ABIDJAN, 30 December (IRIN) - The Sahel is known for its unpredictable weather patterns but in 2001 - particularly in the latter part of the year, it received well-spaced, consistent rainfall which helped bring crops to maturity and provided pasture for animals in most countries.
Food deficits are still likely in a few areas, but bumper cereal harvests are expected to cushion most Sahelian countries until the next harvests early in 2002. In some countries likely to suffer deficits, governments together with other partners and donors, have set up irrigation projects to provide water.
The Food and Agriculture Organisation (FAO) said in a December report that bumper cereal crops harvested in the Sahel would "allow replenishment of farmers' and government stocks". Record harvests, it added, were estimated for Burkina Faso, The Gambia and Niger, while above average crops were estimated for Chad, Mali and Senegal.
Prospects were less favourable in Cape Verde and Guinea-Bissau when compared to last year. The same goes for Mauritania, where rain-fed crop production is likely to be 14 percent less than in 2000-2001 due to short dry spells and low yield from irrigated crops, according to the Famine Early Warning System Network (FEWS NET) November report.
Generally, national cereal output in Mauritania was expected to drop by about nine percent, the report said. A joint crop assessment mission to the country in November by FAO and the Permanent Interstate Committee For Drought Control in the Sahel (CILSS - French acronym) said the food supply situation would remain "tight" in several areas, notably in the Senegal river valley.
"Mauritania is a special case in any case - it never produces more than 35 percent of its cereal needs. Livestock seems more important," a WFP official in Dakar, Senegal, told IRIN in late December.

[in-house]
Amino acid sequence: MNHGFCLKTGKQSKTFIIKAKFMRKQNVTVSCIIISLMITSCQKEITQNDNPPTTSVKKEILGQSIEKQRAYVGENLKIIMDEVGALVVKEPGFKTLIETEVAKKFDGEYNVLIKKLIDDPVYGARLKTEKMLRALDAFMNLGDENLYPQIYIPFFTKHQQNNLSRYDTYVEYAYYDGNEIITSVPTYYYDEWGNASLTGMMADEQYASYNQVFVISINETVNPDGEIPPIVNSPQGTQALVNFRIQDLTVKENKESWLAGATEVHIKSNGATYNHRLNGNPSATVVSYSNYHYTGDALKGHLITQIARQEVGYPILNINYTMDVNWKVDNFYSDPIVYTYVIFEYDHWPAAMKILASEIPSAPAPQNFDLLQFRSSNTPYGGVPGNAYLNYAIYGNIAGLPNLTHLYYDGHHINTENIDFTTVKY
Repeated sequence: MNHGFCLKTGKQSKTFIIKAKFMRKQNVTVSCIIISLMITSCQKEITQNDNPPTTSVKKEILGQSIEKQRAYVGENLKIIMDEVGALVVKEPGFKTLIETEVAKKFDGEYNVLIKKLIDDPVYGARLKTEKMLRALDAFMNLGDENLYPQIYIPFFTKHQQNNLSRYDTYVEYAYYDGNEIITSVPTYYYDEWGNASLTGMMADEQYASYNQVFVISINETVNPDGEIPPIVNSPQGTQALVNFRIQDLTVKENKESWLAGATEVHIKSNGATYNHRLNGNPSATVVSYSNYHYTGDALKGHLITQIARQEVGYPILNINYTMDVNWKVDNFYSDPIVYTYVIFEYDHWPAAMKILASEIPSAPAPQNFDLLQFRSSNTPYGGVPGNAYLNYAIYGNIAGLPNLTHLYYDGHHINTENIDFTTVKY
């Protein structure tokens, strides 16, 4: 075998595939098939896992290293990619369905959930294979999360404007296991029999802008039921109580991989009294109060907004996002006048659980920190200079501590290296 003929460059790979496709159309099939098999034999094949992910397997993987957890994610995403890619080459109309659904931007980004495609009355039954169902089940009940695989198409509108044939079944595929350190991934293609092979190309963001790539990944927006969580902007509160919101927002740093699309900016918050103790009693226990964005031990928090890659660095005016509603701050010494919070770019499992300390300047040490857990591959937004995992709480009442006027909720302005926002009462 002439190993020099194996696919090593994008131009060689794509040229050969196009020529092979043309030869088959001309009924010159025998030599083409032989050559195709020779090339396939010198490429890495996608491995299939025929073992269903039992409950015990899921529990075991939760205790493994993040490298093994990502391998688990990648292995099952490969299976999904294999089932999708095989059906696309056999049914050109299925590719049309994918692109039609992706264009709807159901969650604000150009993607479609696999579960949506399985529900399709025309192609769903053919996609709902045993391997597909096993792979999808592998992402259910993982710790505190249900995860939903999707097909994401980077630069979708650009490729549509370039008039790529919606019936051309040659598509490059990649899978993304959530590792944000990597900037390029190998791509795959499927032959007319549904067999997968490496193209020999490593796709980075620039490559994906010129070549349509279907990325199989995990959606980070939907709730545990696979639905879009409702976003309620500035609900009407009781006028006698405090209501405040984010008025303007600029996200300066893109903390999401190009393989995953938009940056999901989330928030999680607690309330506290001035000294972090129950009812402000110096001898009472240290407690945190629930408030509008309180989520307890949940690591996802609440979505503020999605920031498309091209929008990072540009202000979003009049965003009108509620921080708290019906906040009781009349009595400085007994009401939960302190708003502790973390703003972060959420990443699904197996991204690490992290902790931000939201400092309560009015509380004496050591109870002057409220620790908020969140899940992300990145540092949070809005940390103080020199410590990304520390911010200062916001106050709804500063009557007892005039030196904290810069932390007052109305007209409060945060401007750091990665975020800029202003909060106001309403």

On the other hand, the forecast for Burkina Faso is no less than 2.6 million mt of cereals, according to that country's Ministry of Agriculture. "Such a harvest would make a great difference in terms of food security - availability as well as access - since last year the overall national cereal production hardly exceeded 1.8 million mt," FEWS NET said.
Farming is done on just 3.7 million ha of the 9.0 million ha of arable land in Burkina Faso. Less than a tenth of the country's nine billion cubic metres of water is used, various studies show. With the launch of a small-scale irrigation project in November, the government hopes to end cereal deficits in the country and targets an output of 4,000 mt of maize and 400 mt of niebe, a protein-rich bean.
In Mali, apart from localised pockets of drought which could affect crop yields, prospects for the 2001/2002 crop year are generally good. However, monitoring efforts will need to be stepped up to guard against pests such as grain-eating birds, "which are rapidly multiplying across a large part of the Niger River flood plain area," FEWS NET reported.
The overall food situation is "satisfactory" for Mali, FAO/CILSS said. It, however, noted that the reconstitution of the National Security Stock to its optimum level of 35,000 mt would require the purchase of 15,000 mt in 2001/02.